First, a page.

Canaan 13 – Land of Hope (Finale)

September 30, 2009 at 12:45 AM | Posted in Anime, Episode | Leave a comment
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A passable but disappointing finale. The dénouement was well done and one of the most satisfying in recent memory, but the climax was too subdued.

One of the problems was how the episode negated everything about the ending of episode 12 that had made me so excited for the finale. In the opening seconds, the bomb finishes counting down and explodes, and Canaan suddenly turns the tables against Alphard and gains the upper hand. Soon afterward, we find out that Maria survived the explosion, because Yunyun ran back to the cart and saved her just in time.



It’s never explained how she managed to get back into the cart that was coming at her at considerable speed and to save Maria within 30 seconds. Or how they survived when it appears that they were inside or at least very near the cart when the bomb went off.

Regardless, it makes meaningless the whole existence of the bomb in the first place. Likewise, that Canaan suddenly had an epiphany and started beating Alphard easily and immediately negates all the tension that was building up in the previous episode.

But beyond that, the climax was just not enough action and too much thinking/talking. Type-Moon’s works have long been criticized on /a/ for being LOLDEEP – as in, spending too much time being serious without enough substance to make it work – and this climax was the best example of it so far. There was definitely some substance there, but not enough to justify the long internal monologues and conversations. Especially since it cut down on the one thing Canaan kept doing very well, which was the action.

And the action was good. The setting was intense, with Alphard and Canaan duking it out on top of the moving train and on the ladder to a helicopter that eventually crashes (on a side note, why would they design the machine gun on a helicopter to be able to be aimed at the pilot, or inwards at all?), ending with Alphard hanging freely off the side of the still-moving train.

And the way Alphard (appears to) commit suicide was badass, cutting her figurative ties to Siam and Canaan as well as her physical connection to Canaan who was forcing her to remain alive.

So it definitely had its moments. It had beautiful animation, choreography, and cinematography. There just wasn’t enough of it. Every time it looked like something cool was about to start, it reverted to conversation mode again. I don’t mean to imply that it was completely without substance. Canaan’s revelation that she doesn’t need Maria by her side and Alphard’s revelation that she had to let go of Siam were both good plot points. I liked her mentioning Liang Qi in her thoughts; it would be nice to think that some part of her misses her.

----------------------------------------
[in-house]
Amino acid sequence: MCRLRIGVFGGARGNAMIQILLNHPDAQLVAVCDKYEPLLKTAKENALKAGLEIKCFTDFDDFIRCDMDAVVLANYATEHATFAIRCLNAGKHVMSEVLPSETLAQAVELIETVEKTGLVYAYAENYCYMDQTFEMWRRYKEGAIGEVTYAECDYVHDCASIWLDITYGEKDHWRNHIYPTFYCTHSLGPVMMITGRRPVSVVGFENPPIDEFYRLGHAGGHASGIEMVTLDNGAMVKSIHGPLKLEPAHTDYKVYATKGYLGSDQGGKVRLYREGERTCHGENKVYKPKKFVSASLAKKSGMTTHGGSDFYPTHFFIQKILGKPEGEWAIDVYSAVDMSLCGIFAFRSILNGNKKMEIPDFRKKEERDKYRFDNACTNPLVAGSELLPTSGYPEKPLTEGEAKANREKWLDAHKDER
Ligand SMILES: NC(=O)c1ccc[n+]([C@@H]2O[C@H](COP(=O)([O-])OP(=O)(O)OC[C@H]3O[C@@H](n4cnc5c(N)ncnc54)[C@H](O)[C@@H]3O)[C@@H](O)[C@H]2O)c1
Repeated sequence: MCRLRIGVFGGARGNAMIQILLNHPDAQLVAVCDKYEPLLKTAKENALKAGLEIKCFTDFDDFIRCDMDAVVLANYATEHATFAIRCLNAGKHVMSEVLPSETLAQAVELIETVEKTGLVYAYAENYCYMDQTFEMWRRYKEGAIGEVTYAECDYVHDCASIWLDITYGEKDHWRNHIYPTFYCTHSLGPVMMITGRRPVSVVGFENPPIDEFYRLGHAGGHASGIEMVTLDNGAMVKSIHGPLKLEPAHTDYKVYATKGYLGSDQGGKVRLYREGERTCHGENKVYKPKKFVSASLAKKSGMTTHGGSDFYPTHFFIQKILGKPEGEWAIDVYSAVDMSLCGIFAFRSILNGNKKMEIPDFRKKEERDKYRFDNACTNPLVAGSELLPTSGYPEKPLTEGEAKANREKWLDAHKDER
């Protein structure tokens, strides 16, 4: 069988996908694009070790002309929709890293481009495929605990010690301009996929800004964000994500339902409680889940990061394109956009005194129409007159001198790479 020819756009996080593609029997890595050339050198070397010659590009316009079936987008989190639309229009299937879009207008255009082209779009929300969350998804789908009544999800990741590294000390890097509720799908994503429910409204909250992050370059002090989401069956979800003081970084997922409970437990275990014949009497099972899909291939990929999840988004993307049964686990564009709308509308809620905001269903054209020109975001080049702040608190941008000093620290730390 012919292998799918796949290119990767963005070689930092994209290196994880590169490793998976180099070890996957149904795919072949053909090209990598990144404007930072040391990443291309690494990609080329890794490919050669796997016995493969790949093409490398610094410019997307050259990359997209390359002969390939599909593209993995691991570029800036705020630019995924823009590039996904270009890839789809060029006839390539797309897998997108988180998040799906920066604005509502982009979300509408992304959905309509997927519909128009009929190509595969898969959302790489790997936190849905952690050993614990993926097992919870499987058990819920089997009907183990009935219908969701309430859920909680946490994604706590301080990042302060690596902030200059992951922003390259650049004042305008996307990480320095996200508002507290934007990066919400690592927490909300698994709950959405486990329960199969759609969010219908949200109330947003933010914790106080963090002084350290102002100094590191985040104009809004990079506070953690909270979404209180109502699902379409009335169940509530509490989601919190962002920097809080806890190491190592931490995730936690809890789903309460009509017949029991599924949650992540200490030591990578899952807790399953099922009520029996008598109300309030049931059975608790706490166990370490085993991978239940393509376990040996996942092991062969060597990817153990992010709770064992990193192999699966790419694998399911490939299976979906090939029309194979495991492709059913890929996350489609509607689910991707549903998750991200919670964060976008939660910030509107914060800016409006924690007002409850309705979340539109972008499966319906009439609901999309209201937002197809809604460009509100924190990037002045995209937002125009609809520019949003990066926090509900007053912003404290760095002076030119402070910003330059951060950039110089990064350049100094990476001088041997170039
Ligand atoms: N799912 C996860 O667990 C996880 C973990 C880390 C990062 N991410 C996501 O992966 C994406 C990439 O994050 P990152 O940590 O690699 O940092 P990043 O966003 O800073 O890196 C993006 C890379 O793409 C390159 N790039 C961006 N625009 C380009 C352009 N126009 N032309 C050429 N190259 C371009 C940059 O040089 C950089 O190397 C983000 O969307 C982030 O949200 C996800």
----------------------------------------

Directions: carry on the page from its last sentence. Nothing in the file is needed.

Now, what I did like a lot was the ending that followed. It was disappointing to see Maria and Canaan never meet up again for LOLDEEP reasons, but overall, it was handled very well. Each of the surviving characters are shown to move on with their lives, with a very slow, bittersweet sounding song in the background. I particularly liked seeing Canaan again, presumably back to her job as a hired gun, pointing her sniper rifle at the plane Maria is in, and calling it hers. The smile she had displayed the enlightenment she had achieved.

Maria seems to have arrived at some sort of enlightenment as well. She cannot be part of Canaan’s world, but that doesn’t mean that she can’t “be by her side” as an equal. The way this was conveyed through the conversation about the term “amazing” that Maria and Minoru have in the back of their taxi was excellent.

And two characters who are presumed dead at this point make appearances: Cummings, as a Buddhist monk, and Alphard, in the airport where she quickly disappears from the camera as some people walk by. At first I thought maybe that was just supposed to be an image of her, but the post-credits section implies that, no, that was really her. It was an odd choice to have Cummings become a monk, but it also accentuated the central message to the ending: that life goes on, that we aren’t bound by our past.

Before the closing credits, we see Maria showing off her photos at a gallery, where she looks at the two headshots she took of Canaan and Alphard in the previous 2 episodes. They share the one label “Canaan,” and Maria reflects on how Canaan was an “ordinary girl” right before the screen fades. It was a great closing and sent the viewers off with the message that no matter how great some individual might seem, in their core, they’re humans just like us. And the shot itself reflected one of the central themes, that it is important to remember it while not being trapped by it as so many of the dying characters in this show had been.

The great sendoff was why I didn’t much like the post-credits scene. It was neat seeing a Canaan who looked somewhat older and sporting Alphard’s hairstyle, and learning that the conflict between Canaan and Alphard continues. But it accentuated the fact that the conflict as it was shown in this episode wasn’t satisfactory. The last frame is just a black screen with END on it, implying that this ending sequence was just a glimpse into the life of Canaan, not a hint at a sequel. At this point, I wouldn’t mind a more action focused sequel of some sort, because this finale left me too disappointed in its lacking.

I’ll probably try to rewatch the series at some point just to get a refresher of the plot and sequence of events, but either way, I’m hoping to write up a post on the series overall some time soon.

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